Yet rather than tackling these concerns directly by going after the specific behaviors or actions that trouble ordinary Americans, politicians in Washington have chosen instead to vilify some of our most successful companies and to go after them economically. Congress could easily take up the question of whether technology platforms ought to be liable for the content they host or whether certain workers in interstate commerce deserve more robust protections. Instead our leaders have chosen to take a page from our allies in Europe. Specifically, efforts currently on the move in Congress seek to target a small subset of American companies—including some of the most innovative technology leaders globally—for special treatment.
This selective attack on American companies is deeply unwise. First, these bills seek to take a baseball bat to our most successful, productive, and innovative industry—technology—at a time when we are in the heat of a massive global competition for economic and political primacy with China. Destroying the economic, jobs, and R&D engine that is big tech because of political concerns that could easily be addressed in other ways would be a bad idea in the best of times. Doing so while we watch the Chinese government pour resources into their technology industry—and as we face potential economic challenges—is unconscionable.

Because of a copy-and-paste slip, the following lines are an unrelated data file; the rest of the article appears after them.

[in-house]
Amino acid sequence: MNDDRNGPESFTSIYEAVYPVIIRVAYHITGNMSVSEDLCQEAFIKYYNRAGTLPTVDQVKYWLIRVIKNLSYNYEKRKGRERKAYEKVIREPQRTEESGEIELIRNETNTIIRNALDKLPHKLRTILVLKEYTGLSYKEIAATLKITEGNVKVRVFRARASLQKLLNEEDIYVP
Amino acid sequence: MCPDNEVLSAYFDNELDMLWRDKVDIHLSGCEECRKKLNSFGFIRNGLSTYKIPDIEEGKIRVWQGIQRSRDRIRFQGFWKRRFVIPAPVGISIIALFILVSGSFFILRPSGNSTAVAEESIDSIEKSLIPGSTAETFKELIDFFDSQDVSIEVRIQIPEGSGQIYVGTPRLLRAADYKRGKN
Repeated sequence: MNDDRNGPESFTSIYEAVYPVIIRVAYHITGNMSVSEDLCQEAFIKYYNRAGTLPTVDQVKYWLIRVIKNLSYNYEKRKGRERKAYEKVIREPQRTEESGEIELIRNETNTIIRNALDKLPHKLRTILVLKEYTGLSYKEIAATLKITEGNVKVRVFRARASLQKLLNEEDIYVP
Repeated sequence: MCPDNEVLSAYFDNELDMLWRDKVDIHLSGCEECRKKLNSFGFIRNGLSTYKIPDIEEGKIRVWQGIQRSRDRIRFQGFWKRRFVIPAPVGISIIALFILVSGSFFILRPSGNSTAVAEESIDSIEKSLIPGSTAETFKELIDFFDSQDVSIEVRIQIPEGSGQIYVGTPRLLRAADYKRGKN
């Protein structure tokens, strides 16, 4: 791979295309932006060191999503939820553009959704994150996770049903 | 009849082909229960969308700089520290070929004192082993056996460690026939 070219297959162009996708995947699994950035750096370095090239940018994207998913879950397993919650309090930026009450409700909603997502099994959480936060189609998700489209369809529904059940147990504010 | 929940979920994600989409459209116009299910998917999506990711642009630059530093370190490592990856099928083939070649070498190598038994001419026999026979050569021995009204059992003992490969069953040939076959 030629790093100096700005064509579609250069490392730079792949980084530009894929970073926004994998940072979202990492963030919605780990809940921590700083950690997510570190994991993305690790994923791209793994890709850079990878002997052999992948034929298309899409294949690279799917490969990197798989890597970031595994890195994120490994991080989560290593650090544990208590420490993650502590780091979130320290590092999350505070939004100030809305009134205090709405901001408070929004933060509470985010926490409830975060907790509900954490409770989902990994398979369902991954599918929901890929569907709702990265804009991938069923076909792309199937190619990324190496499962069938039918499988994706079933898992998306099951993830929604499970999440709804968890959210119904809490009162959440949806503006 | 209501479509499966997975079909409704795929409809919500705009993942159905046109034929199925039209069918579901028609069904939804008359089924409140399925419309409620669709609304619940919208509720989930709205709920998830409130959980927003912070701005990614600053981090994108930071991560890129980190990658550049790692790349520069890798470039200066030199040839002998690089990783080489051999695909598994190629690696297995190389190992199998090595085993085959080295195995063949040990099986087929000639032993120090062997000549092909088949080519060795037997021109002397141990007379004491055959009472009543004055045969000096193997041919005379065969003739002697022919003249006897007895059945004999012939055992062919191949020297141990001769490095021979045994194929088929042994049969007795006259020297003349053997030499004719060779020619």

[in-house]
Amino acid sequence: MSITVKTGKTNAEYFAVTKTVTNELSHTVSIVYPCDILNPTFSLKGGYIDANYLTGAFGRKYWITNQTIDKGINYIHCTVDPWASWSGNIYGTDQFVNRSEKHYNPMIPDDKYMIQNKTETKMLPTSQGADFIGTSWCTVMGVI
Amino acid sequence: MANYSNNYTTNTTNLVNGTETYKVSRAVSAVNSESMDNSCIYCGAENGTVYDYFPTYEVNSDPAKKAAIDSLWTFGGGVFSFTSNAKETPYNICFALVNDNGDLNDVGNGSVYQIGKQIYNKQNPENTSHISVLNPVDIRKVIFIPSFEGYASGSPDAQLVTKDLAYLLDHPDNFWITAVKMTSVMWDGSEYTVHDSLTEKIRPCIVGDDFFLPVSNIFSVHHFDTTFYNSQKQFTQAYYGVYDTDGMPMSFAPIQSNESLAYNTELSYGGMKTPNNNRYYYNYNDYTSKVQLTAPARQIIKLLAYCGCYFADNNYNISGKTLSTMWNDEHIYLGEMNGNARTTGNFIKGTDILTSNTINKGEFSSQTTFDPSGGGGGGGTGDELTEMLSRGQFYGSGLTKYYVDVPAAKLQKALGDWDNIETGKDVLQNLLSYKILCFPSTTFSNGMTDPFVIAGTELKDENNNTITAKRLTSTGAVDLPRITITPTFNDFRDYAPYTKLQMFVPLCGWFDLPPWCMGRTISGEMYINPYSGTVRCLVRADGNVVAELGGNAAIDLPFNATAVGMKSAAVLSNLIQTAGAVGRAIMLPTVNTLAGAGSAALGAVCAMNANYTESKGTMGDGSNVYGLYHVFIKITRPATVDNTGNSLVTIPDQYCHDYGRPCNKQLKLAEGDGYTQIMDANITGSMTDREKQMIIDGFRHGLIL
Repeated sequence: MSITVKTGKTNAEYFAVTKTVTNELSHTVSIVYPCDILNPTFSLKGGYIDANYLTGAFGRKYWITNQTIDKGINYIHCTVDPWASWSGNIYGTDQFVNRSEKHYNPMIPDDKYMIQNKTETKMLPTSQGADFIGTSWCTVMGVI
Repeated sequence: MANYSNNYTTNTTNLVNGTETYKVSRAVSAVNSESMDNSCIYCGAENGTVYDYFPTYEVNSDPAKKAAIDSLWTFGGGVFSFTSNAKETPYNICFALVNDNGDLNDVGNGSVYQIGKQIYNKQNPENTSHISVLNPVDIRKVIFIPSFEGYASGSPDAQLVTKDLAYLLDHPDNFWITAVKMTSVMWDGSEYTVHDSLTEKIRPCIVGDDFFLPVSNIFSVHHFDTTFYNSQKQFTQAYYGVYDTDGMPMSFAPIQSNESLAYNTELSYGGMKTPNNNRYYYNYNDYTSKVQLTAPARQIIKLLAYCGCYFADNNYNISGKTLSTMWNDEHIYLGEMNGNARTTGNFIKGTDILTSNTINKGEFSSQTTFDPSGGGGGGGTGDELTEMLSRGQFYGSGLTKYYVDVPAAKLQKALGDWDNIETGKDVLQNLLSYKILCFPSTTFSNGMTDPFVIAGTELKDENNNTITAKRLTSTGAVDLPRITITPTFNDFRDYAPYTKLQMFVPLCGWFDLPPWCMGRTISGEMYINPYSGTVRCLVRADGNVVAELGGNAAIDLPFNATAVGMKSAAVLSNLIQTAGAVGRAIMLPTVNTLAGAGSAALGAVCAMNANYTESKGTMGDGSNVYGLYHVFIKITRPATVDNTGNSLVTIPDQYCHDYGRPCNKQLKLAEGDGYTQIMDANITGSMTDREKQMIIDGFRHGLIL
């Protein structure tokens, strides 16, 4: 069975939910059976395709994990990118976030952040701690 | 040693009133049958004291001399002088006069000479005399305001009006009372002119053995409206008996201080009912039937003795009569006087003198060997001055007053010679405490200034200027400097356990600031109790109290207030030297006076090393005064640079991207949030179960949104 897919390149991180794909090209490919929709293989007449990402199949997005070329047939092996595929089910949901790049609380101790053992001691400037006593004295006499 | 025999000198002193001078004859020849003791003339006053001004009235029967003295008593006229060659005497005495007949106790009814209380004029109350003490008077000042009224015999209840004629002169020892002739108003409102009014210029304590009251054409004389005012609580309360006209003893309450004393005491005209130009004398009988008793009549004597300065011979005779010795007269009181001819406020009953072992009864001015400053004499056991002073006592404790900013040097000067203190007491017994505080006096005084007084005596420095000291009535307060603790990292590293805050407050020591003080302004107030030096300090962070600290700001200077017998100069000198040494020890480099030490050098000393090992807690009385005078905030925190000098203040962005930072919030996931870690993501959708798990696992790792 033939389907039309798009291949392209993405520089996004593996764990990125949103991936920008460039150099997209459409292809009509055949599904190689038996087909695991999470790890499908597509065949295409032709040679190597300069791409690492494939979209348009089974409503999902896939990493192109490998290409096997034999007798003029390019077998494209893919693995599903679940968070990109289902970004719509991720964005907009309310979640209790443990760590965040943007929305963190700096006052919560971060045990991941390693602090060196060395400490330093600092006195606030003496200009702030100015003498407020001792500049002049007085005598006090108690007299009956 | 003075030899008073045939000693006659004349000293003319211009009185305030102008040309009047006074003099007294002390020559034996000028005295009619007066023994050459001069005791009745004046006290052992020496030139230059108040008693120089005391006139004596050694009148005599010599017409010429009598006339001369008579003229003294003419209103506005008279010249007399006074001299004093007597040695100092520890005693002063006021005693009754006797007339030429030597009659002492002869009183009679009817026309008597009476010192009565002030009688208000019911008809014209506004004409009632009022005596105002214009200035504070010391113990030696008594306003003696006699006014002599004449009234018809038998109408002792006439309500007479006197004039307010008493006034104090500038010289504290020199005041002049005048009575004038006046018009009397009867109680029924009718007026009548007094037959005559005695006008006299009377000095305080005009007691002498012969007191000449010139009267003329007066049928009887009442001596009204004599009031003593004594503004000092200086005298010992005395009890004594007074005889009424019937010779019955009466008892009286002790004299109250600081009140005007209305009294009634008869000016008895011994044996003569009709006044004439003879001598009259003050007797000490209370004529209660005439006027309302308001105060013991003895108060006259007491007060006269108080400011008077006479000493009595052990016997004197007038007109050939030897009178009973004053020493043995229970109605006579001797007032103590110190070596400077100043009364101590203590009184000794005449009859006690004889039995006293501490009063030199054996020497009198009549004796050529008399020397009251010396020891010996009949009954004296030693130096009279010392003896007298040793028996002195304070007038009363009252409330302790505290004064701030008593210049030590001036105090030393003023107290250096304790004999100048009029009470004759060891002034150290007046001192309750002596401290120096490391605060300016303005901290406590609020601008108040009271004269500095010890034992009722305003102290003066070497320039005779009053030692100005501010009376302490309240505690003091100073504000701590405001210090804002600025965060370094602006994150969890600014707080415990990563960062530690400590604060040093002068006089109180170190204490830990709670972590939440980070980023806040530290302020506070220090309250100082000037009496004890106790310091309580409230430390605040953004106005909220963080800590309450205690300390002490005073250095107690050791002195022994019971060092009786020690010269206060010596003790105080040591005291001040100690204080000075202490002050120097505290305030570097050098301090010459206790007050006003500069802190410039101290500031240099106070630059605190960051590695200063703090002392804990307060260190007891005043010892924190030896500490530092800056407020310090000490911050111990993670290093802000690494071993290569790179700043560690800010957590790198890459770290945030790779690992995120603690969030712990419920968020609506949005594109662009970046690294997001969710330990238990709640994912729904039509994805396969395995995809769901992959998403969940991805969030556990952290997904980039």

Moreover, picking and choosing individual companies to be treated differently than others under our antitrust laws is inconsistent with the heart of our economic system, which seeks to reward innovation and success, not penalize them. Our antitrust laws—based at their core on promoting consumer welfare—have long been agnostic on the specific companies they address, looking not to the size of corporate revenue or profits nor alleged bad behavior in areas outside the economic domain, but rather to whether they use their market power to unfairly exclude others or harm competition.